• Following is the code of mapping.xml file
        <?xml version="1.0" encoding="UTF-8" ?>
        <entity-mappings xmlns="http://java.sun.com/xml/ns/persistence/orm"
            xmlns:xsi="http://www.w3.org/2001/XMLSchema-instance"
            xsi:schemaLocation="http://java.sun.com/xml/ns/persistence/orm http://java.sun.com/xml/ns/persistence/orm_1_0.xsd"
            version="1.0">
            <description>My First JPA XML Application</description>
            <package>entity</package>
            <entity class="jpaentity.Employee" name="Employee">
                <table name="EMPLOYEETABLE"/>
                <attributes>
                    <id name="empId">
                        <generated-value strategy="TABLE"/>
                    </id>
                    <basic name="empName">
                        <column name="EMP_NAME" length="100"/>
                    </basic>
                    <basic name="empSalary">
                    </basic>
                </attributes>
           </entity>
        </entity-mappings>


      • Add the following code to the persistence.xml file
        <?xml version="1.0" encoding="UTF-8"?>
        <persistence version="1.0" xmlns="http://java.sun.com/xml/ns/persistence" xmlns:xsi="http://www.w3.org/2001/XMLSchema-instance" xsi:schemaLocation="http://java.sun.com/xml/ns/persistence http://java.sun.com/xml/ns/persistence/persistence_1_0.xsd">
          <persistence-unit name="FirstJPAPU" transaction-type="RESOURCE_LOCAL">
             <provider>oracle.toplink.essentials.PersistenceProvider</provider>
            <mapping-file>\META-INF\orm.xml</mapping-file>   
            <class>jpaentity.Employee</class>
            <properties>
              <property name="toplink.jdbc.user" value="jpa"/>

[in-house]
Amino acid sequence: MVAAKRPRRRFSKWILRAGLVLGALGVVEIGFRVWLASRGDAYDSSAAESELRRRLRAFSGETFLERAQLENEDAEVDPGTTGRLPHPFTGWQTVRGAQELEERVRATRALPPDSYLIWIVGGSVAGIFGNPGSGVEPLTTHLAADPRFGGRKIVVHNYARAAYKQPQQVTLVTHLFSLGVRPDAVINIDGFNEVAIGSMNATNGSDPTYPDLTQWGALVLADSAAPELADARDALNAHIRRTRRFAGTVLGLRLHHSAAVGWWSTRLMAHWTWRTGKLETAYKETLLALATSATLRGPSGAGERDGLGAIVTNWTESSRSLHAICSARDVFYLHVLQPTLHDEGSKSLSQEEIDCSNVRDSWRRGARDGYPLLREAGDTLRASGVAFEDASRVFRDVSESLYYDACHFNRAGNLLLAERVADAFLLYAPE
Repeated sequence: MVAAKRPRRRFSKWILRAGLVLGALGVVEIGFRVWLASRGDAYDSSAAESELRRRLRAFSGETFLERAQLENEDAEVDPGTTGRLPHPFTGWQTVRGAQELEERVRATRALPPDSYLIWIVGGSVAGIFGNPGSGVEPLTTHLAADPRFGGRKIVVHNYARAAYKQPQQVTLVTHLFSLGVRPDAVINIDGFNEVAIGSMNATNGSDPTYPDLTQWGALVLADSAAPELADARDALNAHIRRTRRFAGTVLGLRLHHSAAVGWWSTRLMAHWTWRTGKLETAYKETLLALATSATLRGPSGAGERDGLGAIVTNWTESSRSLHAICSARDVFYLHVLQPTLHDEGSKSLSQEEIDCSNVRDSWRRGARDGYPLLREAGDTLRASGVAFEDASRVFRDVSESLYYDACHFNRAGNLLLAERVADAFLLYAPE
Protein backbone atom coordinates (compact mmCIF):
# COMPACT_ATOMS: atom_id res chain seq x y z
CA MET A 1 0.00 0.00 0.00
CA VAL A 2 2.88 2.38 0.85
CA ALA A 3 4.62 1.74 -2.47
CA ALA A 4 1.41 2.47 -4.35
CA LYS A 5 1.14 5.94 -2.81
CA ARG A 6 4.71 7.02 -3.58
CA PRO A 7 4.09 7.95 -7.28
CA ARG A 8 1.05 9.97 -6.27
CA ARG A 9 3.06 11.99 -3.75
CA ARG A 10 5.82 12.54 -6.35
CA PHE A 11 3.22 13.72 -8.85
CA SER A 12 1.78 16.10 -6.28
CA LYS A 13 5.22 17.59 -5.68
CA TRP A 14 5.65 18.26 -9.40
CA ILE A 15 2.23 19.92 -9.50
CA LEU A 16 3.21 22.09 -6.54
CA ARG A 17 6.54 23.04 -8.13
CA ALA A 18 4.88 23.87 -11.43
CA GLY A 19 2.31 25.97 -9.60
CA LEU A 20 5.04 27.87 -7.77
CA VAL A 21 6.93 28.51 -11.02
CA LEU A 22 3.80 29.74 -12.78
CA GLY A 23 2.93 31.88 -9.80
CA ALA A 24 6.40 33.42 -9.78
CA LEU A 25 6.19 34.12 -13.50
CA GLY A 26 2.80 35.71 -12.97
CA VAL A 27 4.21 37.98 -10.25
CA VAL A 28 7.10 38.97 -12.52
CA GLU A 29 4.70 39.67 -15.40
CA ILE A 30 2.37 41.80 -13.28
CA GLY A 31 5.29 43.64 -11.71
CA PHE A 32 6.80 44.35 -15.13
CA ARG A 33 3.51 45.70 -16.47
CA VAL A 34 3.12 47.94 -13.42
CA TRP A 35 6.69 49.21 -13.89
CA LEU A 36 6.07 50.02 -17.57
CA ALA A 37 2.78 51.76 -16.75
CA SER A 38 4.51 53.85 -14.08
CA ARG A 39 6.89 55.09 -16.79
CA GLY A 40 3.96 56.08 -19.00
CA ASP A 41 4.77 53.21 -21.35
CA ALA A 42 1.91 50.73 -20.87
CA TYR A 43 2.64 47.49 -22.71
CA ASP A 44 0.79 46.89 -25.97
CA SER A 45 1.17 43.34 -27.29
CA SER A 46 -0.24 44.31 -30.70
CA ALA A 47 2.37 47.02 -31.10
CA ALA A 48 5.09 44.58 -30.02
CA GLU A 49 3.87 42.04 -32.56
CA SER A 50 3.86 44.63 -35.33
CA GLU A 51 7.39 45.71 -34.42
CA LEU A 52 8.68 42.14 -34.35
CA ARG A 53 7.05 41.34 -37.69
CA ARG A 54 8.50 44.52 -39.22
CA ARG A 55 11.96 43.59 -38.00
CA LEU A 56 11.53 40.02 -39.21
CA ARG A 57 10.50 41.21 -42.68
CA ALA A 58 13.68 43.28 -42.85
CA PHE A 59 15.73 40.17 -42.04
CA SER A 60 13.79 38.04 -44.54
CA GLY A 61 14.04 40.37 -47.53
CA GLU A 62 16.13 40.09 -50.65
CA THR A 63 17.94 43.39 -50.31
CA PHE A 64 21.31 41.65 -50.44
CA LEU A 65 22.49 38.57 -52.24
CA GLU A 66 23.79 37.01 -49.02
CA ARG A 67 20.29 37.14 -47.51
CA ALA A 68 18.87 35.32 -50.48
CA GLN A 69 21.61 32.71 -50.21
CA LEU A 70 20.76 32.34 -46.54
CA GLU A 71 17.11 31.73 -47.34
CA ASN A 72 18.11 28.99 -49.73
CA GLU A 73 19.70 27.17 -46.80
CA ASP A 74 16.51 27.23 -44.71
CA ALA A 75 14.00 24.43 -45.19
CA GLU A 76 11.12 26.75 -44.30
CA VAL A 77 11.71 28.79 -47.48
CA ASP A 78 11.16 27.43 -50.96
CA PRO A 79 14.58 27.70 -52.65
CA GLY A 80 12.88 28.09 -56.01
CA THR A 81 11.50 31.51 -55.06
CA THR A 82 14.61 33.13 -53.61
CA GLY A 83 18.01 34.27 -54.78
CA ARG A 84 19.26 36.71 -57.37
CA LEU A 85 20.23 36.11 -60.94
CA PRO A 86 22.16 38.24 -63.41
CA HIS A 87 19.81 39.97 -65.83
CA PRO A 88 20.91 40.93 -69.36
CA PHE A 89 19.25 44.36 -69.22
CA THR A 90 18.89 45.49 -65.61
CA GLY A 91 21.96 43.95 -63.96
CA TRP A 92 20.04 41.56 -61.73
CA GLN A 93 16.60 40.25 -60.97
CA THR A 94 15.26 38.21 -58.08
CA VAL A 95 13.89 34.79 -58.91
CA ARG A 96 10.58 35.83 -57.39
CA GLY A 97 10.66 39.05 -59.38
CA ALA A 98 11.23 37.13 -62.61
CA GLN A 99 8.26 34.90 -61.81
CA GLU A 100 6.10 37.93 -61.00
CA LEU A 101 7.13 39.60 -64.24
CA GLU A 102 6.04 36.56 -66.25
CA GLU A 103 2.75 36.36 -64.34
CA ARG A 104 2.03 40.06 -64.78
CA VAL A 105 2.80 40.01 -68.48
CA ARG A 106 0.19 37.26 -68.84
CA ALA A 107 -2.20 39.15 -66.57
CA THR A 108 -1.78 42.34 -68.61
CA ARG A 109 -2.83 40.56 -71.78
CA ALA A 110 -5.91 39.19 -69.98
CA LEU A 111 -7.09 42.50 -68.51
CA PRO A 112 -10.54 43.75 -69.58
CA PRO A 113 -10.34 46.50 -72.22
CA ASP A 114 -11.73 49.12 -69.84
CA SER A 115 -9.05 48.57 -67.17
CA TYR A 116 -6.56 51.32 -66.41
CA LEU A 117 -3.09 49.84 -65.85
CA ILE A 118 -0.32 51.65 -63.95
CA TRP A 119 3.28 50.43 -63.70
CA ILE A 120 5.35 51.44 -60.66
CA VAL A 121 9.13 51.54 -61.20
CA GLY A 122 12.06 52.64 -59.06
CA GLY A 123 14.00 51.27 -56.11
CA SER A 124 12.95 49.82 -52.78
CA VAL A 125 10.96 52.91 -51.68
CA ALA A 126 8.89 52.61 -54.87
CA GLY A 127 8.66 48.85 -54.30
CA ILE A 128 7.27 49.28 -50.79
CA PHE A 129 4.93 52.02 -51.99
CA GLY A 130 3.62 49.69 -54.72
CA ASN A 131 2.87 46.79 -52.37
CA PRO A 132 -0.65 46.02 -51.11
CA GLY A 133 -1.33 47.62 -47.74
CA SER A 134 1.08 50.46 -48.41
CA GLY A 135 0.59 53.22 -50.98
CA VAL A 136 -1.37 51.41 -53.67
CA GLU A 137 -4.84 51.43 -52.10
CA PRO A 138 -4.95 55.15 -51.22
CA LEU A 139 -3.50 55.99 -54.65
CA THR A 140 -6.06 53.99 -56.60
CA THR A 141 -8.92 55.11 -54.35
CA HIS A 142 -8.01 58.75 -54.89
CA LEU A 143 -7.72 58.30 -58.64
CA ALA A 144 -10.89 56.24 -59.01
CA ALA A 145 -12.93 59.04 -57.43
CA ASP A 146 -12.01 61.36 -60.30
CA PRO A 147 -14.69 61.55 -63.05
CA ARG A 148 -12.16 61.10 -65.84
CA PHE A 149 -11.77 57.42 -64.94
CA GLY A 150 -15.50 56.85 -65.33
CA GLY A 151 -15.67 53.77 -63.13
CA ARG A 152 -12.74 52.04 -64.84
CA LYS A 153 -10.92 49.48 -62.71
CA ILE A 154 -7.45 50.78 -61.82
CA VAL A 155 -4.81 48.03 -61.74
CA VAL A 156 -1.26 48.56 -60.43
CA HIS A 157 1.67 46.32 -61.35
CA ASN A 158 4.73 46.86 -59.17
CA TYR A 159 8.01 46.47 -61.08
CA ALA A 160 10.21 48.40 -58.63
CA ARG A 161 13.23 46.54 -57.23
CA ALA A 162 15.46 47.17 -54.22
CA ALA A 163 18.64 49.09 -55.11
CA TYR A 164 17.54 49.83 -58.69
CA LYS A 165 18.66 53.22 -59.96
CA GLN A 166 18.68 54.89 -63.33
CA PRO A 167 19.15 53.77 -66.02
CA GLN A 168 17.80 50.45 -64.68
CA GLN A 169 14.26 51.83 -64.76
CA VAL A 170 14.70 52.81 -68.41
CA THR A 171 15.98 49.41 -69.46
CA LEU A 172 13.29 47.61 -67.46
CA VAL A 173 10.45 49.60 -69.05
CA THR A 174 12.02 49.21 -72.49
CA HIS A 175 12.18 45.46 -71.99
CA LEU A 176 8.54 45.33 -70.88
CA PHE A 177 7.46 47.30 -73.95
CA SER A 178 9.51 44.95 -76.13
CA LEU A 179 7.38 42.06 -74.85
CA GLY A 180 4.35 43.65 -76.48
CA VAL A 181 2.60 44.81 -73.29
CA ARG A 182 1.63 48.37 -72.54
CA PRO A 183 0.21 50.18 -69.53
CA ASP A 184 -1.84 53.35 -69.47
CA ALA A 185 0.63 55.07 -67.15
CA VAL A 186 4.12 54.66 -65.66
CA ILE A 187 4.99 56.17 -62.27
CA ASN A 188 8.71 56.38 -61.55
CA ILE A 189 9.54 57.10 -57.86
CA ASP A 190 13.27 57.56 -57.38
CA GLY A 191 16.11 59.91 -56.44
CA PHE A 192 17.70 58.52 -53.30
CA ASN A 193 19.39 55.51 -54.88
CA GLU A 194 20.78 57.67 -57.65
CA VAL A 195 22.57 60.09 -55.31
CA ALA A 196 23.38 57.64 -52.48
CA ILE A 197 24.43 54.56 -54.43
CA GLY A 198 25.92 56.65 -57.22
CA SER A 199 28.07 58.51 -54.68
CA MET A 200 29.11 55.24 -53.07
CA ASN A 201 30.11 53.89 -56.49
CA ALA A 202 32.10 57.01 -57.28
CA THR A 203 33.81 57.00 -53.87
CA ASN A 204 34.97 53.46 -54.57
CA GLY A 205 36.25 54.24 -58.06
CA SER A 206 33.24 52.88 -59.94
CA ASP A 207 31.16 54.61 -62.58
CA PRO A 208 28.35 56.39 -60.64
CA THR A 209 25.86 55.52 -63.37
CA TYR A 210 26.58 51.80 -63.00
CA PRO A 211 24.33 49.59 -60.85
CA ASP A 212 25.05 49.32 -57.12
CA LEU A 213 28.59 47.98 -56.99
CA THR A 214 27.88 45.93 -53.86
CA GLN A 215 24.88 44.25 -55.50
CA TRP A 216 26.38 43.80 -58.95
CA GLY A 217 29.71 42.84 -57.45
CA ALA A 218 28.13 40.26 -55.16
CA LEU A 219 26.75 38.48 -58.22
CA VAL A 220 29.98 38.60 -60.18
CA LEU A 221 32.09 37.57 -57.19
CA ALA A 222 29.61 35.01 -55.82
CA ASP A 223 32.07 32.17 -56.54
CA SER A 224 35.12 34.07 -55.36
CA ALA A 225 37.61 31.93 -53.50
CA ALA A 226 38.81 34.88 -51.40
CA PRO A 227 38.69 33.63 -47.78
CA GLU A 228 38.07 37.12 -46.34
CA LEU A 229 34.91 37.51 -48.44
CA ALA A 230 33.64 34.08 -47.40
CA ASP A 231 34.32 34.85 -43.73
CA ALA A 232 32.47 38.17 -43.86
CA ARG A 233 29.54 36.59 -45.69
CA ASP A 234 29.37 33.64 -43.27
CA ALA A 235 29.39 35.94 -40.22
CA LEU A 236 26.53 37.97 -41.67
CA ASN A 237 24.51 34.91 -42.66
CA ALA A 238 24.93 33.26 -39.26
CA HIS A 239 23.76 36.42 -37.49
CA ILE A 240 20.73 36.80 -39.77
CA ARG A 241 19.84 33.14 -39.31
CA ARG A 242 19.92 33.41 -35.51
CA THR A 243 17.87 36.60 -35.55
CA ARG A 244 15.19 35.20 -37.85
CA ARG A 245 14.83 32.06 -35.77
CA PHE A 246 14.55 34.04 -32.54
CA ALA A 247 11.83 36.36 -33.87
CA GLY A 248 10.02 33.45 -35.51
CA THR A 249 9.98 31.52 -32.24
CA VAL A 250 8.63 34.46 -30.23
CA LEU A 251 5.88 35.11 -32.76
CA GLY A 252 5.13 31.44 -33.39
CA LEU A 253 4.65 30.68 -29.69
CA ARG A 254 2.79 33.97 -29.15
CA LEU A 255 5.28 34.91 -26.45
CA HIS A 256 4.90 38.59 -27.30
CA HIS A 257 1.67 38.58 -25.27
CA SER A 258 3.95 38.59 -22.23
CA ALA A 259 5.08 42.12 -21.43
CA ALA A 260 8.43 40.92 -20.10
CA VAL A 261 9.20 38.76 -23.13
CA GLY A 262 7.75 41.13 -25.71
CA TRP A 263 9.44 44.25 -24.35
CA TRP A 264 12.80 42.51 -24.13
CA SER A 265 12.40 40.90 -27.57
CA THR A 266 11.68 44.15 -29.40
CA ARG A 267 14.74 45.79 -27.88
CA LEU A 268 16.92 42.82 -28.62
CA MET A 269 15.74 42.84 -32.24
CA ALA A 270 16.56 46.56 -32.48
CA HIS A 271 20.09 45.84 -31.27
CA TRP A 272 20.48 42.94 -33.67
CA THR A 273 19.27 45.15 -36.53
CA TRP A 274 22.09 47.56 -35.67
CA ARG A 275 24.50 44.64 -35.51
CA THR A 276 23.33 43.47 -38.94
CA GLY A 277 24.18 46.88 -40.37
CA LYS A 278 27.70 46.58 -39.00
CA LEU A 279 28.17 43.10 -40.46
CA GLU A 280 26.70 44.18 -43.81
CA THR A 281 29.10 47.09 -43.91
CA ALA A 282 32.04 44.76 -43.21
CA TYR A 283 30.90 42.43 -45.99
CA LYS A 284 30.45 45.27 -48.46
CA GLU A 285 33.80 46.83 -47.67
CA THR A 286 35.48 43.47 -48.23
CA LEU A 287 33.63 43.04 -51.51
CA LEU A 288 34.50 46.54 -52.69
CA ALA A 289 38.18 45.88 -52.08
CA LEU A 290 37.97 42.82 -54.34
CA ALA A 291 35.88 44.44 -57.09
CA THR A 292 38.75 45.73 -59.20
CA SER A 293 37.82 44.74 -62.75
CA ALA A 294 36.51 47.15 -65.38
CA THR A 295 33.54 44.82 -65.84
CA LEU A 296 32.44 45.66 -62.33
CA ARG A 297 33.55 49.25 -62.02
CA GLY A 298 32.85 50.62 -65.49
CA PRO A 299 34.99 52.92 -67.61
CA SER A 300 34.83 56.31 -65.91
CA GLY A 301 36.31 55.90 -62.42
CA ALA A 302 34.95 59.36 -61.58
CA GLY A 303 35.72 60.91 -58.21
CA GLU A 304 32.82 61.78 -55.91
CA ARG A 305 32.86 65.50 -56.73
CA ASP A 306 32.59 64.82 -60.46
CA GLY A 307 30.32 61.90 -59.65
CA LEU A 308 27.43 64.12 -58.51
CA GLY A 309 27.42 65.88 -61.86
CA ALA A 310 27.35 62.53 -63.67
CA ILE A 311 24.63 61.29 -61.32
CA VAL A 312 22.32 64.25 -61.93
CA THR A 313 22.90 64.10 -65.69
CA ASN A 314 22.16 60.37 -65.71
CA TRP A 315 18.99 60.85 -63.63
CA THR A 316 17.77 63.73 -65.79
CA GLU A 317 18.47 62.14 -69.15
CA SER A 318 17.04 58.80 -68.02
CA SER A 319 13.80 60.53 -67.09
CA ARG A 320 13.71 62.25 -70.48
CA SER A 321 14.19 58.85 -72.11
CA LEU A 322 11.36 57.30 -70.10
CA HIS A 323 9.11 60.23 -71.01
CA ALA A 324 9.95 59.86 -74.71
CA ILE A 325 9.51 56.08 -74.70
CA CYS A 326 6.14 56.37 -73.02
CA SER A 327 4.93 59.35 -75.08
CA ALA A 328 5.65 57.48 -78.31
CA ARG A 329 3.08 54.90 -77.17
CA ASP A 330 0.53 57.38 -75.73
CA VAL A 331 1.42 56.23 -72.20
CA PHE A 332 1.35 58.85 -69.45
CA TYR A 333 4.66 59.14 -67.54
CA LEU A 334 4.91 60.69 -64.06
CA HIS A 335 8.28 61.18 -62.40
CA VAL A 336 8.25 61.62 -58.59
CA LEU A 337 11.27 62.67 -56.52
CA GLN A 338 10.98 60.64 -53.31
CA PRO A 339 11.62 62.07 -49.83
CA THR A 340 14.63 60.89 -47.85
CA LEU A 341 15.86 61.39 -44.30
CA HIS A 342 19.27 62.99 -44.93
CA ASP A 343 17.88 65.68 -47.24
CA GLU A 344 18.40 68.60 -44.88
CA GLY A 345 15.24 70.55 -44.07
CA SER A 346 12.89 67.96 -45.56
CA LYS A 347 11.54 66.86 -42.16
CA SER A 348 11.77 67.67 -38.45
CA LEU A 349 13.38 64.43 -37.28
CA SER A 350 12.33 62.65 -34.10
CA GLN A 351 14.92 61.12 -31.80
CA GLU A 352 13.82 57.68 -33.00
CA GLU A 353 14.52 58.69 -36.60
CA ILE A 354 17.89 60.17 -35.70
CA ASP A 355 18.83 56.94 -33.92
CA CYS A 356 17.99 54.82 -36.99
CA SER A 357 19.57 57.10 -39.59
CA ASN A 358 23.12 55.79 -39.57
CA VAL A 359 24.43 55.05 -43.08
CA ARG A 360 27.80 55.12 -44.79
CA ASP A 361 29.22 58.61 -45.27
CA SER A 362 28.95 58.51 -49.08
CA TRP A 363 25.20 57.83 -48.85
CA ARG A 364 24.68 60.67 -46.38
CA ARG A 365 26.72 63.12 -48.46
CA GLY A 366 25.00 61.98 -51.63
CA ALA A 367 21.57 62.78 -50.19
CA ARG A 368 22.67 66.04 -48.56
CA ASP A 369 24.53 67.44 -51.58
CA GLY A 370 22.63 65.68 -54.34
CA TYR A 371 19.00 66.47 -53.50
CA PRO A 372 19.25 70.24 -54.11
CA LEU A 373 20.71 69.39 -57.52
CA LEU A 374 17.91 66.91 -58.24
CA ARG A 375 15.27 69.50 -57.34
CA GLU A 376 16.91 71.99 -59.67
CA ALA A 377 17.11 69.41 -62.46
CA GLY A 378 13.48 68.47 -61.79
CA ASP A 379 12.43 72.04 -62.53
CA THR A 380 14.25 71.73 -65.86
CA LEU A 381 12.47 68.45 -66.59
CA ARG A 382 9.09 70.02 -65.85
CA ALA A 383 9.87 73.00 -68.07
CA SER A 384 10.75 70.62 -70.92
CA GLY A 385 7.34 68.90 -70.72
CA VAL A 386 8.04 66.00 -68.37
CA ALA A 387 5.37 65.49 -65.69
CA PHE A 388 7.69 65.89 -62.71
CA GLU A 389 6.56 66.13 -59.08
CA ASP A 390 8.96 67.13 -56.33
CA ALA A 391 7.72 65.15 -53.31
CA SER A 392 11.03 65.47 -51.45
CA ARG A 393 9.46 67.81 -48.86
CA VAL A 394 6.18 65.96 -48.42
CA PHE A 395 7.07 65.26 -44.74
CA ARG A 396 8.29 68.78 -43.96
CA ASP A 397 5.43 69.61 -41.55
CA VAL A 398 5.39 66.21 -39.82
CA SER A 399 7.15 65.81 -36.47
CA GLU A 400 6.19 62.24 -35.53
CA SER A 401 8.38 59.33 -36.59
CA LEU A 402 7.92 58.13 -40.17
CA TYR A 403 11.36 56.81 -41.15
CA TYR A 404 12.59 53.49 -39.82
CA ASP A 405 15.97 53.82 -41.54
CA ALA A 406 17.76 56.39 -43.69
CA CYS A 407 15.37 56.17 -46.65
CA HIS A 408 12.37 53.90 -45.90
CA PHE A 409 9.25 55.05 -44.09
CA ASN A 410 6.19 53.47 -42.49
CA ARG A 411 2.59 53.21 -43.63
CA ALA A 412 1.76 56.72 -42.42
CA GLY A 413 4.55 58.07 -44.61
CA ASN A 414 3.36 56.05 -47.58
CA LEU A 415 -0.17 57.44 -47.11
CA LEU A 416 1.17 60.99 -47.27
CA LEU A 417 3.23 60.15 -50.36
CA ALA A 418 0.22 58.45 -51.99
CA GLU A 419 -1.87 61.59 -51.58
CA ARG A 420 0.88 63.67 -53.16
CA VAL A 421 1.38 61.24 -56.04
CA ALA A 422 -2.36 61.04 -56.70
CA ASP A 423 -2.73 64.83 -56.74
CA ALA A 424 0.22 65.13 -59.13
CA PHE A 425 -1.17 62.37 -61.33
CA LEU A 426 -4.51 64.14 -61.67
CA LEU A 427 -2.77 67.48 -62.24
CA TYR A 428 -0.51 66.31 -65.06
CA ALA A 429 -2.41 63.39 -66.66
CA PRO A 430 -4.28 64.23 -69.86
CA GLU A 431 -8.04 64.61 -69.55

<property name="toplink.jdbc.password" value="jpa"/>
              <property name="toplink.jdbc.url" value="jdbc:derby://localhost:1527/JPAAssignments"/>
              <property name="toplink.jdbc.driver" value="org.apache.derby.jdbc.ClientDriver"/>
              <property name="toplink.ddl-generation" value="drop-and-create-tables"/>
            </properties>
          </persistence-unit>
        </persistence>

    • Steps for execution
      1. Compile the source files
      2. Build the project
      3. Start the Database Server
      4. Execute the “EmpClient” class.
      5. Connect to the database & verify the table has been created & data is also added in the table.

    Advantages and Disadvantages of Using XML for Configuration



    • Advantages
      1. No coupling between the metadata and the source code
      2. Compatible with pre EJB3.0 development process
      3. Support from IDEs like NetBeans, Eclipse etc
      4. Easy to modify with the help of good editors.


    • Disadvantages
      1. Complexity
      2. Difficulty in debugging in absence of editors

     

    Wrap Up

    This article helps in understanding entity configuration with XML files as an alternative to embedding annotations in Java code for configuring persistence details.

Microservices for Java, explained. Revitalize your legacy systems (and your career) with Reactive Microservices Architecture, a free O'Reilly book. Brought to you in partnership with Lightbend.

Topics:
java ,xml ,jpa ,hibernate